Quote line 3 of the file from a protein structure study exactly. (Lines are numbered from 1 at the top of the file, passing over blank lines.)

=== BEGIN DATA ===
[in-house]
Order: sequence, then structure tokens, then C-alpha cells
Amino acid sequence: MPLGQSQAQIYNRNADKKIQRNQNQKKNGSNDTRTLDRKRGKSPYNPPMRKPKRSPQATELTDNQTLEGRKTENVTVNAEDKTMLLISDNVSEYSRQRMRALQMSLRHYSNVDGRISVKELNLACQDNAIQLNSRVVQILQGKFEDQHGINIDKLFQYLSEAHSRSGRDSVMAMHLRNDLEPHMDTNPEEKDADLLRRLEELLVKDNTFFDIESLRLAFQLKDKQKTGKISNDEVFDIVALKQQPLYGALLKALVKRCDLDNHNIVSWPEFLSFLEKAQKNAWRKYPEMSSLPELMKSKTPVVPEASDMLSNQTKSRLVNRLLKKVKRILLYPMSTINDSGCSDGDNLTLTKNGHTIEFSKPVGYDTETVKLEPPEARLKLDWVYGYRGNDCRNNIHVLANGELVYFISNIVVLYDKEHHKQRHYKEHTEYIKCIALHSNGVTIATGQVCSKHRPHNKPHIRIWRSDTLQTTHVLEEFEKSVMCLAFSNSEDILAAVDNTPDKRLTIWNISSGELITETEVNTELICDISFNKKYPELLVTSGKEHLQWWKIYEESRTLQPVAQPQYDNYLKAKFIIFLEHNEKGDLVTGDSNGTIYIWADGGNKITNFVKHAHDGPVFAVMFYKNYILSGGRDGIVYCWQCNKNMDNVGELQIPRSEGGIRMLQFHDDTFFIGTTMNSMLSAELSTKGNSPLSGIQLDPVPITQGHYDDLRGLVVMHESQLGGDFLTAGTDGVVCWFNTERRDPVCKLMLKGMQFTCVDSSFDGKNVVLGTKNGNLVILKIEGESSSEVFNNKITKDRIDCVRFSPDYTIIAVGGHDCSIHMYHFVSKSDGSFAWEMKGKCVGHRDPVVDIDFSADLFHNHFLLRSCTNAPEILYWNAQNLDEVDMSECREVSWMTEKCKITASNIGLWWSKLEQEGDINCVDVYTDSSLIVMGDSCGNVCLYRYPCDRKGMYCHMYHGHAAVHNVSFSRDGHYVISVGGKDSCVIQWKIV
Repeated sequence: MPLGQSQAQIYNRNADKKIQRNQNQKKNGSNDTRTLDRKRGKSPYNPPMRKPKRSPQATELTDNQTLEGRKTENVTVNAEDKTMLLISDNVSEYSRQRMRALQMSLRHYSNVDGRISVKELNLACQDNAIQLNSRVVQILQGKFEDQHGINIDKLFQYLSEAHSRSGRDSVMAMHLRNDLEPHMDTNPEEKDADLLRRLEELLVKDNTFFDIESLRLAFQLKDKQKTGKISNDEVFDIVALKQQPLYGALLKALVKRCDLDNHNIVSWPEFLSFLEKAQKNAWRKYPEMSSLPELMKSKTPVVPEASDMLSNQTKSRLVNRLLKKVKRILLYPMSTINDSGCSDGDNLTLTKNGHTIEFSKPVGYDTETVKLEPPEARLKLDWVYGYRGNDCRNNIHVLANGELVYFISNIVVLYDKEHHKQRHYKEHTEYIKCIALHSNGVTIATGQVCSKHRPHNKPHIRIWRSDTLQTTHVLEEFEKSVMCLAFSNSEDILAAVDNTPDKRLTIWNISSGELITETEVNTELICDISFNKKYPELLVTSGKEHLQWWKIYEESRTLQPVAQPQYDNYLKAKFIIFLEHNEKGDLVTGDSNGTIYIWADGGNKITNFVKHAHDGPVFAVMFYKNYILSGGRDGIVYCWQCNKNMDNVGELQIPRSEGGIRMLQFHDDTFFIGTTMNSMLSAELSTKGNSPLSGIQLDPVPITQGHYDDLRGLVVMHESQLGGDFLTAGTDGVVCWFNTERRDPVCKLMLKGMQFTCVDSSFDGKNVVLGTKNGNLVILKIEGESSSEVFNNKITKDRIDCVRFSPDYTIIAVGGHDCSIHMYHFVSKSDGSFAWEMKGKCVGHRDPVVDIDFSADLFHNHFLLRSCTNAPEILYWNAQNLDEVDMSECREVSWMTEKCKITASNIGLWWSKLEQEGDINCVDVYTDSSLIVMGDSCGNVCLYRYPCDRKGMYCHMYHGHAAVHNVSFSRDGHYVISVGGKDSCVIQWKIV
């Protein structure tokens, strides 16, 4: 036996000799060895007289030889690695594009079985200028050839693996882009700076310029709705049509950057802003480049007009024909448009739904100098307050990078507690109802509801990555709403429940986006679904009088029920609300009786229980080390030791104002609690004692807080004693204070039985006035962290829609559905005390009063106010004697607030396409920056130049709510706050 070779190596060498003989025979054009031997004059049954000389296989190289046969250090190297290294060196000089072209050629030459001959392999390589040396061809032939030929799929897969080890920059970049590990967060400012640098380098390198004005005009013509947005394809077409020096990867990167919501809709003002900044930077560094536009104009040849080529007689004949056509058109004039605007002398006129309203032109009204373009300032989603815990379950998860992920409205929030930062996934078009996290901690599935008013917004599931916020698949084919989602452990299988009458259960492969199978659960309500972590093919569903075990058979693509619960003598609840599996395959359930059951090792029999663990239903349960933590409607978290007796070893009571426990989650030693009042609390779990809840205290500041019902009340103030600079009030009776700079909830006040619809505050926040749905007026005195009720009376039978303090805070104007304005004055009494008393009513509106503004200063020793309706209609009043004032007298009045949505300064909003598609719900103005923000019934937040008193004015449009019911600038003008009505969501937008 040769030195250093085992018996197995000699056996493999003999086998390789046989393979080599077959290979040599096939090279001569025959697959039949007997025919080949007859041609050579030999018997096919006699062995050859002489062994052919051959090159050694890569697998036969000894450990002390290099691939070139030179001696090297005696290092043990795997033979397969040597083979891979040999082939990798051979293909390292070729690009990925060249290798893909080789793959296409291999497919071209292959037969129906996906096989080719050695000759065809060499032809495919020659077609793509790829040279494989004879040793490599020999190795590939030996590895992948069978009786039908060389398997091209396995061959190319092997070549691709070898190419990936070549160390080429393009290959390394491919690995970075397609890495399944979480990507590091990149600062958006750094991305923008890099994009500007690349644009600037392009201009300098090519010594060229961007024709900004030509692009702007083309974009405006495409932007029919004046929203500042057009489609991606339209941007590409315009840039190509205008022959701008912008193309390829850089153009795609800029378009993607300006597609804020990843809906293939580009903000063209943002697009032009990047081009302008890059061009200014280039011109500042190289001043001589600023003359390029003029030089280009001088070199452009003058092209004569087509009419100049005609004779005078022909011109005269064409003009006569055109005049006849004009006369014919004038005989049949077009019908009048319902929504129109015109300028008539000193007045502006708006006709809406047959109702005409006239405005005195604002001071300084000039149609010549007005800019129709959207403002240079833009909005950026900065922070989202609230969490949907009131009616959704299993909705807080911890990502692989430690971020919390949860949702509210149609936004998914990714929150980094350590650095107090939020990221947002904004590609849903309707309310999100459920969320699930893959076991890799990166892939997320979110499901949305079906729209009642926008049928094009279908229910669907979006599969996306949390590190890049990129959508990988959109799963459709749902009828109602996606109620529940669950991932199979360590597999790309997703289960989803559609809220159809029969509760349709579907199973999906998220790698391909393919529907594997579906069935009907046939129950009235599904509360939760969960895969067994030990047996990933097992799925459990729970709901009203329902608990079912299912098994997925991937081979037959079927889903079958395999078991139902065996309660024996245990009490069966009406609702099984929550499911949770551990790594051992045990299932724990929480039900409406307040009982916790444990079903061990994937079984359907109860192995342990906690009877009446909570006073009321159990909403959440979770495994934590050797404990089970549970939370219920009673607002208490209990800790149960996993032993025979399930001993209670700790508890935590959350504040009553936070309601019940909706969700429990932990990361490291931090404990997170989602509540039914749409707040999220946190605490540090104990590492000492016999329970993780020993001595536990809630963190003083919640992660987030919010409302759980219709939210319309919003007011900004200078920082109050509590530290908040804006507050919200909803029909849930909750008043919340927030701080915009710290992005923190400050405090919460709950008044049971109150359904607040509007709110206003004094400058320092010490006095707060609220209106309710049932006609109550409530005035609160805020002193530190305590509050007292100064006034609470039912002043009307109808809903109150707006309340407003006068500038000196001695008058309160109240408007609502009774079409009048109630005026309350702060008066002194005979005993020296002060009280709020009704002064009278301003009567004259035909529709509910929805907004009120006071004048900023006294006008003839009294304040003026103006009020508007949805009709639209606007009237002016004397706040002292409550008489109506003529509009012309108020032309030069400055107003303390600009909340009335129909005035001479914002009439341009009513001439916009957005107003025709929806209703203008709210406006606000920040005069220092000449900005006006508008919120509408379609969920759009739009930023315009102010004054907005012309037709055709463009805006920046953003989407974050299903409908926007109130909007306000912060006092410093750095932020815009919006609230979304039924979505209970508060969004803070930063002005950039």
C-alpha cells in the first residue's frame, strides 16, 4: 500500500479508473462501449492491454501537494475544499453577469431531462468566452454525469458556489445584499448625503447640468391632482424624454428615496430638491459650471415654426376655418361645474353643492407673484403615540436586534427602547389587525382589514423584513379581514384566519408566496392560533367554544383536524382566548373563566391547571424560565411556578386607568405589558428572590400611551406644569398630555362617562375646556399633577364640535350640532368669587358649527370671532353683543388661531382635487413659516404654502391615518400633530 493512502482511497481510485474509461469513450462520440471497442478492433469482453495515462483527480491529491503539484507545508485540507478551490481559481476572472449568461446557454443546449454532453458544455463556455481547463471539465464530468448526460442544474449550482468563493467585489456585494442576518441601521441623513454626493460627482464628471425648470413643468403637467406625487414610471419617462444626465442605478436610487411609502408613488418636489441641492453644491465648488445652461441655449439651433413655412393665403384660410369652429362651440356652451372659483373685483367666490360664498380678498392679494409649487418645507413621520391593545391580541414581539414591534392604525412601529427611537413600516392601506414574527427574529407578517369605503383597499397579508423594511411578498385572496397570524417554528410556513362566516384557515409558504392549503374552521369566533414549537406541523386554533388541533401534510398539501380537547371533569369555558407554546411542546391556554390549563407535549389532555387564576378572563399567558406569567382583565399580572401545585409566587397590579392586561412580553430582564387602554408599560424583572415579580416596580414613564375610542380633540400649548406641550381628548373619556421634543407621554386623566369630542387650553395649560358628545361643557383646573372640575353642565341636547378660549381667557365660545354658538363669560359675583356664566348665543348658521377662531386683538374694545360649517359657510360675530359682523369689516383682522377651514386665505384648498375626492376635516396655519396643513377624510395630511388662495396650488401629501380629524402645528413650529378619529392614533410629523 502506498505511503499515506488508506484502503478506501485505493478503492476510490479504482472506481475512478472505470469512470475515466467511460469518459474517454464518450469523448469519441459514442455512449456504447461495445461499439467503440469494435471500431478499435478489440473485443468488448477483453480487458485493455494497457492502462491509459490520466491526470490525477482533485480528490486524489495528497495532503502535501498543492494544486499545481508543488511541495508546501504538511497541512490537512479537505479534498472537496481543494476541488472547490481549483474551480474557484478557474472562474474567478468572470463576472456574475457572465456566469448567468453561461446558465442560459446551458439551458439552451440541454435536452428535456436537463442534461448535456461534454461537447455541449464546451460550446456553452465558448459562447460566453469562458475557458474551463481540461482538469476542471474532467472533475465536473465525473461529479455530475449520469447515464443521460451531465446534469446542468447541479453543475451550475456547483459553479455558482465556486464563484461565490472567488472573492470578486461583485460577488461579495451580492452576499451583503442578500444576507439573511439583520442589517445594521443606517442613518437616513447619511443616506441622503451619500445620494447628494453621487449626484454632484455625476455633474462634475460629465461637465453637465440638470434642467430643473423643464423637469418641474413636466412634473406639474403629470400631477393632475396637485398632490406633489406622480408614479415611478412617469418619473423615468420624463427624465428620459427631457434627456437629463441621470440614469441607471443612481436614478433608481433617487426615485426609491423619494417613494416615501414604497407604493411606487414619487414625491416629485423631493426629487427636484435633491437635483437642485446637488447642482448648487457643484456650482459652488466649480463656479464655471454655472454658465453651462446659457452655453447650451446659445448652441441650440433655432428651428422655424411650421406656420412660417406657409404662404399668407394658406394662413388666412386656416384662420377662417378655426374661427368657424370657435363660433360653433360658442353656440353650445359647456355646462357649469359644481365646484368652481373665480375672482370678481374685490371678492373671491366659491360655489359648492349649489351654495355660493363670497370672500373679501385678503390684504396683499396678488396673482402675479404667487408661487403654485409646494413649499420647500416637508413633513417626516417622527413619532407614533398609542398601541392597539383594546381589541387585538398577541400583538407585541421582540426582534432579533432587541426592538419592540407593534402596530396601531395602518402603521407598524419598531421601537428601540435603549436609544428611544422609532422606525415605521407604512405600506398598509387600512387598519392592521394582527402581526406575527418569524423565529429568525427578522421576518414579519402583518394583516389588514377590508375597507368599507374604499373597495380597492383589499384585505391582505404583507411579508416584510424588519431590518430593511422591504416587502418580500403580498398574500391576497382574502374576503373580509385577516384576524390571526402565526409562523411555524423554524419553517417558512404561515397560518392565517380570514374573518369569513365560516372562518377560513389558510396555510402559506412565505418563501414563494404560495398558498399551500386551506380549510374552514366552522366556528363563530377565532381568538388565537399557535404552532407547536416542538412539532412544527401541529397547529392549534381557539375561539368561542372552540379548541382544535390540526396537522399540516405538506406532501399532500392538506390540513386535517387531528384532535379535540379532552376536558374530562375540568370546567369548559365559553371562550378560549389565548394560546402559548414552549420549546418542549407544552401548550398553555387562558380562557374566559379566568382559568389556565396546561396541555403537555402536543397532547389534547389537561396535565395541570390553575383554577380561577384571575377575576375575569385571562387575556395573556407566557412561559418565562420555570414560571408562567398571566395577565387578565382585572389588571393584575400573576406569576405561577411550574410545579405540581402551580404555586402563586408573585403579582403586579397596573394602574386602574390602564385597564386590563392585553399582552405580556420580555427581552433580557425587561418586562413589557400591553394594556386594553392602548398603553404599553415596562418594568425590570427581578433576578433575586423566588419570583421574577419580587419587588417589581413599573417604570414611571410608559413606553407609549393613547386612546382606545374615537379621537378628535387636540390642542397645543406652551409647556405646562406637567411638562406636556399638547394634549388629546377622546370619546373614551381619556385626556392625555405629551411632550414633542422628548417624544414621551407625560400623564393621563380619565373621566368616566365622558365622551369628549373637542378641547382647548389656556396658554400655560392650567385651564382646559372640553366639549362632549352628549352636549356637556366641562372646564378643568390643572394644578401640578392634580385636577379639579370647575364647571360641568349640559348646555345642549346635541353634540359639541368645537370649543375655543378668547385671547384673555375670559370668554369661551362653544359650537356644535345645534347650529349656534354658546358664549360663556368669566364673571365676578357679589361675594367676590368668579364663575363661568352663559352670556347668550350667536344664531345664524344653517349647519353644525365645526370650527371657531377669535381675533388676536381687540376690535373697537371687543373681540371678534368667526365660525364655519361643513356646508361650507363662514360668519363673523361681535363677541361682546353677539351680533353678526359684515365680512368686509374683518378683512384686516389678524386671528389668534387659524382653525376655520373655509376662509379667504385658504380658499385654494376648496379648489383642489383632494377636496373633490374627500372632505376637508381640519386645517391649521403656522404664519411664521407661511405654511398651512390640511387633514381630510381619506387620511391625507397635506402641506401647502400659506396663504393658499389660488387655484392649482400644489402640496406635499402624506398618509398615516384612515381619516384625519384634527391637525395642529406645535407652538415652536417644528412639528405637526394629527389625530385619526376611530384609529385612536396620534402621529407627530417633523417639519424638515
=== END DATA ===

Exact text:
Amino acid sequence: MPLGQSQAQIYNRNADKKIQRNQNQKKNGSNDTRTLDRKRGKSPYNPPMRKPKRSPQATELTDNQTLEGRKTENVTVNAEDKTMLLISDNVSEYSRQRMRALQMSLRHYSNVDGRISVKELNLACQDNAIQLNSRVVQILQGKFEDQHGINIDKLFQYLSEAHSRSGRDSVMAMHLRNDLEPHMDTNPEEKDADLLRRLEELLVKDNTFFDIESLRLAFQLKDKQKTGKISNDEVFDIVALKQQPLYGALLKALVKRCDLDNHNIVSWPEFLSFLEKAQKNAWRKYPEMSSLPELMKSKTPVVPEASDMLSNQTKSRLVNRLLKKVKRILLYPMSTINDSGCSDGDNLTLTKNGHTIEFSKPVGYDTETVKLEPPEARLKLDWVYGYRGNDCRNNIHVLANGELVYFISNIVVLYDKEHHKQRHYKEHTEYIKCIALHSNGVTIATGQVCSKHRPHNKPHIRIWRSDTLQTTHVLEEFEKSVMCLAFSNSEDILAAVDNTPDKRLTIWNISSGELITETEVNTELICDISFNKKYPELLVTSGKEHLQWWKIYEESRTLQPVAQPQYDNYLKAKFIIFLEHNEKGDLVTGDSNGTIYIWADGGNKITNFVKHAHDGPVFAVMFYKNYILSGGRDGIVYCWQCNKNMDNVGELQIPRSEGGIRMLQFHDDTFFIGTTMNSMLSAELSTKGNSPLSGIQLDPVPITQGHYDDLRGLVVMHESQLGGDFLTAGTDGVVCWFNTERRDPVCKLMLKGMQFTCVDSSFDGKNVVLGTKNGNLVILKIEGESSSEVFNNKITKDRIDCVRFSPDYTIIAVGGHDCSIHMYHFVSKSDGSFAWEMKGKCVGHRDPVVDIDFSADLFHNHFLLRSCTNAPEILYWNAQNLDEVDMSECREVSWMTEKCKITASNIGLWWSKLEQEGDINCVDVYTDSSLIVMGDSCGNVCLYRYPCDRKGMYCHMYHGHAAVHNVSFSRDGHYVISVGGKDSCVIQWKIV